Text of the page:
“…if you confess with your mouth the Lord Jesus and believe in your heart that God has raised Him from the dead,
you will be saved.” (Romans 10:9)


Some things in life are more important than others.  Some things in our Christian lives are more important than others.  And sometimes we pick the wrong things to be the most important.  What often gets neglected is an emphasis upon character.  Matters of the heart.  The fruit of the spirit.  Yet that is what sanctification is all about, that is what holiness is all about.  That is what Christianity is all about.  Not the outward show.  Not the external display of gifts.  Not the intellectual prowess or theological precision of the mind.  Rather, the heart.  The spirit.

In recent years, I have learned the value of friendship in a new and fresh way.  The priority of friendship.  Sometimes that lesson has come through the pain of betrayal—having to come to terms with someone whom I would have previously called a friend choosing to inflict wounds of unkindness.  Sometimes, thankfully, it has come through the good actions of someone who has chosen to be a friend.  Surely a huge part of the healing process from the trauma inflicted by the former is the pleasantness of those who have chosen the latter path, those choosing to be a friend.  In particular, I am thankful for several specific people whom I have come to be able to call friend in the past several years.  I am also thankful for several specific people who have demonstrated their friendship over a period of many, many years.  I have learned not to take that for granted.  I have learned to value those whom I can legitimately call friend.

Chief among the characteristics of a good friend is that fruit of the spirit we would call kindness.  This same fruit of God’s grace at work in our lives should be prominent within the definition of our Christian maturity.  Chief among those human attributes which we use to describe the progress of sanctification should be this quality of friendship.  It is, after all, prominent in the list of qualities Paul identifies in the book of Colossians as the new clothing which we are to put on as Christians:  Therefore, as the elect of God, holy and beloved, put on tender mercies, kindness, humility, meekness, longsuffering. (Colossians 3:12)  Likewise this grace of kindness is prominent in that list of the fruit of God’s Holy Spirit in the lives of God’s people:  But the fruit of the Spirit is love, joy, peace, longsuffering, kindness, goodness, faithfulness, 23 gentleness, self-control. (Galatians 5:22-23)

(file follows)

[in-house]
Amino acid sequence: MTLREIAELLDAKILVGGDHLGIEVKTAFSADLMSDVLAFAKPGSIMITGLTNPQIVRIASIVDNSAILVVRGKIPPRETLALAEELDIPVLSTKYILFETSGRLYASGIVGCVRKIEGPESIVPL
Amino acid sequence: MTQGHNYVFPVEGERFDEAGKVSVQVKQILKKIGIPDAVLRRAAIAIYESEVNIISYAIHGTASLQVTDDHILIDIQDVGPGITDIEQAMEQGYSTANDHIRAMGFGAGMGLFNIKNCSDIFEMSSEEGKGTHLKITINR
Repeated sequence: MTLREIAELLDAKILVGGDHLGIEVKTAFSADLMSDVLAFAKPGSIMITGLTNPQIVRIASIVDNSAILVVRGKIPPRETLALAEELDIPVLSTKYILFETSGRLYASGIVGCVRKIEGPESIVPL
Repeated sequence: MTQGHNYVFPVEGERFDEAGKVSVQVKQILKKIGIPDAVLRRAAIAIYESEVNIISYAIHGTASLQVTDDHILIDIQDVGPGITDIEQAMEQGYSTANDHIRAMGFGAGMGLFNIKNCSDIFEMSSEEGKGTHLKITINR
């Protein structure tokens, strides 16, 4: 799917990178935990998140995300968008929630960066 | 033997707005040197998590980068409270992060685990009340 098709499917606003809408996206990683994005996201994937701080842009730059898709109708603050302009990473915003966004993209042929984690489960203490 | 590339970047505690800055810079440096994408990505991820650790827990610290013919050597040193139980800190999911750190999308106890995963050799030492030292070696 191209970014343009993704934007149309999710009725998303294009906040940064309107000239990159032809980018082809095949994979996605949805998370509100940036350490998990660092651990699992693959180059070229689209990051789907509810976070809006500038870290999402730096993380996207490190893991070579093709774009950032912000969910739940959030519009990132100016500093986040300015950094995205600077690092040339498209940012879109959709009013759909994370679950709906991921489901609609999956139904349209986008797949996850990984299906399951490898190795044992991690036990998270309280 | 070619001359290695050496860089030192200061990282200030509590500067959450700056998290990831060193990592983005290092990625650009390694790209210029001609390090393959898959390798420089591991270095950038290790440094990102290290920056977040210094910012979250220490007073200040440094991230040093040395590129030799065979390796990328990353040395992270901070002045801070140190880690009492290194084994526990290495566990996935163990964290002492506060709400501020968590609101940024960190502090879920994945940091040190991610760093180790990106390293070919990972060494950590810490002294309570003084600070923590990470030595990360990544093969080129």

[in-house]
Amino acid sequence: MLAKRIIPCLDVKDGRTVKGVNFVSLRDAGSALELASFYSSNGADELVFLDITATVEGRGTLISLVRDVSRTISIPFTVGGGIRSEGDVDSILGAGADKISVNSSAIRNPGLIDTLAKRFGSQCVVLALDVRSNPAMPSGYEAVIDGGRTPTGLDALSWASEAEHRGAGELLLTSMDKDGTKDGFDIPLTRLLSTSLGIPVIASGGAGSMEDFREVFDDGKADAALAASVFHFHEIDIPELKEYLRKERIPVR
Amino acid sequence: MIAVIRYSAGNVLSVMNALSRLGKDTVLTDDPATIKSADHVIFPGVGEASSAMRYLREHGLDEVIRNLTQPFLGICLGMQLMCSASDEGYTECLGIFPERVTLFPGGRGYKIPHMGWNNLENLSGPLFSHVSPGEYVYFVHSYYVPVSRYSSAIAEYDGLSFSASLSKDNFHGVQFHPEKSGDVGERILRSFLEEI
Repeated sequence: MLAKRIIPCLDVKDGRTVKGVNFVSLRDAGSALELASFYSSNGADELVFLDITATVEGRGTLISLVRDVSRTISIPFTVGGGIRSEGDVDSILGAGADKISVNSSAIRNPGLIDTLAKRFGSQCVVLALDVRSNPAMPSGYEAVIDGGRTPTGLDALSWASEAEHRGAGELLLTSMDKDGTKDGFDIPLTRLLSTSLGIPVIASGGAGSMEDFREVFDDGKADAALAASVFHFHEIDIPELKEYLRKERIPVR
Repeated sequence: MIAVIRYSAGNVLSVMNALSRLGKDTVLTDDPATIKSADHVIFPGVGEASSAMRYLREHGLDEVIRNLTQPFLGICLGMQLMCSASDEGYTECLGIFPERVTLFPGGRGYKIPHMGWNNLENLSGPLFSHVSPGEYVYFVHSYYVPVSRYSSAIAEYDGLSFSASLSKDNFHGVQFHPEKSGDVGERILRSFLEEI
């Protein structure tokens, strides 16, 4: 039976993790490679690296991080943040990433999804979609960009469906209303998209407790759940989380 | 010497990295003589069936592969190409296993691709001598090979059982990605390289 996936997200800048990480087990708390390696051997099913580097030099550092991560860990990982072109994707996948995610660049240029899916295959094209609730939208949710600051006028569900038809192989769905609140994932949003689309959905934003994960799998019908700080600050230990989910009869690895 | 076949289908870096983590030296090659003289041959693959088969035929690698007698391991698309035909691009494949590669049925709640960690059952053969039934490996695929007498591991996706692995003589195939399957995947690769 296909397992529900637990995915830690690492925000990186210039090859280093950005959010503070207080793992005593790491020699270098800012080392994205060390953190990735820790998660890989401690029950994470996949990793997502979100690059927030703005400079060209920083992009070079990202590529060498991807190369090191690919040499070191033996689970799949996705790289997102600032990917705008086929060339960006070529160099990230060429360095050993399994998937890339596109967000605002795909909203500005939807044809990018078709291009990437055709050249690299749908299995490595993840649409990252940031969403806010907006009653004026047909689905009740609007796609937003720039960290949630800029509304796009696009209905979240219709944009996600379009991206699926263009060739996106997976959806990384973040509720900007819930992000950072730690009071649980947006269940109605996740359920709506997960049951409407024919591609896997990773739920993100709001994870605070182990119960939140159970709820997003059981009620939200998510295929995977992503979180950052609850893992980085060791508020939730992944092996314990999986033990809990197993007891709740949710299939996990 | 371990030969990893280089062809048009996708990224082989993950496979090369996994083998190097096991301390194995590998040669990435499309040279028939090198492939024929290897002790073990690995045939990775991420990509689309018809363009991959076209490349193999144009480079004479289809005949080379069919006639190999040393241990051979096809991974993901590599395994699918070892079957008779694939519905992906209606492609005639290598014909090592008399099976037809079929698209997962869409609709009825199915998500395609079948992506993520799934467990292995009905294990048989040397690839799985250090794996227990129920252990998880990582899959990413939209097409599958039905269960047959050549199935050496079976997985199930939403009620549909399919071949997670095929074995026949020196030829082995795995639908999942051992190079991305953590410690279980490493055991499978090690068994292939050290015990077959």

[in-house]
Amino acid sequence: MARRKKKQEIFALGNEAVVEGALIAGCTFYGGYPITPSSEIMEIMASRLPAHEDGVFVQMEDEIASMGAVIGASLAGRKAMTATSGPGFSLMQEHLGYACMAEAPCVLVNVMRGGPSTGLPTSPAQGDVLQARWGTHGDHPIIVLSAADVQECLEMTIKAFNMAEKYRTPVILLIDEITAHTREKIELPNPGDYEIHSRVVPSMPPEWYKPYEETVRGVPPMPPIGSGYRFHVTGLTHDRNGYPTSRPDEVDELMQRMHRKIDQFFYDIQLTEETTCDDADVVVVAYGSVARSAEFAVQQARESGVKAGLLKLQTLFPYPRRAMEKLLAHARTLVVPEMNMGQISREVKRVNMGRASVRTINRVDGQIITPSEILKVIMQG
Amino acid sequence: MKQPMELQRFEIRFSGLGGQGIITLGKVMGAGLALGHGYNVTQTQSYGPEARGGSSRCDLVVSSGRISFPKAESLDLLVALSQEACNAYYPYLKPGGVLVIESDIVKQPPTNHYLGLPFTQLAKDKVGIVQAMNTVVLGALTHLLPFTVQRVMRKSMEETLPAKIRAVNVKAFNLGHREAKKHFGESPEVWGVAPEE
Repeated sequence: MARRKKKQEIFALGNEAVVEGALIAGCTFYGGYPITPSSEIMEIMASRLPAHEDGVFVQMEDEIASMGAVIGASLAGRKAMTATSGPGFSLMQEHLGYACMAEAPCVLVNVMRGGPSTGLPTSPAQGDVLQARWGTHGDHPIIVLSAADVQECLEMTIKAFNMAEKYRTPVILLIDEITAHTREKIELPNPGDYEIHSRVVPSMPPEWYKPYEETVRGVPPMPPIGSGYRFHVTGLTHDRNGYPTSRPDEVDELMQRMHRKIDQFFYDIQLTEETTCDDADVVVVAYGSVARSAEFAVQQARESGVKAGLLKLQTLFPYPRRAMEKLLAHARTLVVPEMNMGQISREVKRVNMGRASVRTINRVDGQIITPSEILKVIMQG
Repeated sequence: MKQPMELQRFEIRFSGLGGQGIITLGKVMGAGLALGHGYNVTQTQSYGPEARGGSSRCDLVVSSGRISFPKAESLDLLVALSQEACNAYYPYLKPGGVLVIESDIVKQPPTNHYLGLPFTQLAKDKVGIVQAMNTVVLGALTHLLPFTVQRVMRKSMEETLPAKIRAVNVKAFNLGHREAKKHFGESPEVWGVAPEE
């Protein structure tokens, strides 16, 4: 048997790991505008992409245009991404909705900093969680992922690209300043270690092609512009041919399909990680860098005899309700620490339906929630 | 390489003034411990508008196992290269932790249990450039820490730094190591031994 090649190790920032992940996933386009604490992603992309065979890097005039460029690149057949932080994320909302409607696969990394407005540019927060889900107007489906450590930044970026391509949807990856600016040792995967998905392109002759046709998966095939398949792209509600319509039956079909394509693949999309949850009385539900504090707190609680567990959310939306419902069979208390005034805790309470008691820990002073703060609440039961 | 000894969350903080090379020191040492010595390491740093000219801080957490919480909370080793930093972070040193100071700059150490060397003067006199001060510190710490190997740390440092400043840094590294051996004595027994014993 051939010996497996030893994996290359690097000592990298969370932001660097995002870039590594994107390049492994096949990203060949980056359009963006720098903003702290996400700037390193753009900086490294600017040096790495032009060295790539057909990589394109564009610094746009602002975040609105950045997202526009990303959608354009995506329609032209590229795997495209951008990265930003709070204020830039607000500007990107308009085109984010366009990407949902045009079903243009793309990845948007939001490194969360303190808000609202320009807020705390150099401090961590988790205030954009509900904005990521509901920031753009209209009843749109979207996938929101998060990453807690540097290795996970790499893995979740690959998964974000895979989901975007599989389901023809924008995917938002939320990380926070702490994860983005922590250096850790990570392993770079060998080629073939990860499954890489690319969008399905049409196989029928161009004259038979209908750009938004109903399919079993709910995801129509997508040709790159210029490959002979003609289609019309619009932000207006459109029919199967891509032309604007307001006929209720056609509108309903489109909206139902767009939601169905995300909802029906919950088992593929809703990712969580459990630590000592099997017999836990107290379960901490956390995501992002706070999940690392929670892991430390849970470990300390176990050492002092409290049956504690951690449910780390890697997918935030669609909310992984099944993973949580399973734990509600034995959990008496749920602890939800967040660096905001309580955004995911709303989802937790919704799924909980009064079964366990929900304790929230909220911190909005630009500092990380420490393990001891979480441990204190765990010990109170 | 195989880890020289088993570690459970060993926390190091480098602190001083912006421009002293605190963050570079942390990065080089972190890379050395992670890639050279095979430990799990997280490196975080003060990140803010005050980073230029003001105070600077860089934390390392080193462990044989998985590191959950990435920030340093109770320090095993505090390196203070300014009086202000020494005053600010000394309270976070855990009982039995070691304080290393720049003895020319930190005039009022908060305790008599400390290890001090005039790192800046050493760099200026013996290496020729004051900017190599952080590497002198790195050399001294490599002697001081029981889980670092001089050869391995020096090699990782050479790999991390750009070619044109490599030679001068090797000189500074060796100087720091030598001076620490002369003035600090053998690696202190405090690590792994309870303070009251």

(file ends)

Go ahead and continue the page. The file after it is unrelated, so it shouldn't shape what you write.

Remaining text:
Even further, when Paul would instruct the Ephesian Christians about the sorts of things they should put off, put away from their lives, he clearly identifies kindness among those new clothes we are to put on.  His instruction is this, Let all bitterness and wrath and anger and clamor and slander be put away from you, along with all malice.  Be kind to one another, tenderhearted, forgiving one another, as God in Christ forgave you.”  (Ephesians 4:31-32)

So what is it?  What is kindness?  The basic meaning of the Greek word is the idea of goodness in action.  Kindness begins with moral goodness, the goodness of the heart and the goodness of your attitude.  Your motive and your disposition is to do good to someone else, and then that good intention is put into practice.  That’s kindness.  Goodness in action.  It is not merely the quality of goodness that matters, but goodness expressing itself in action.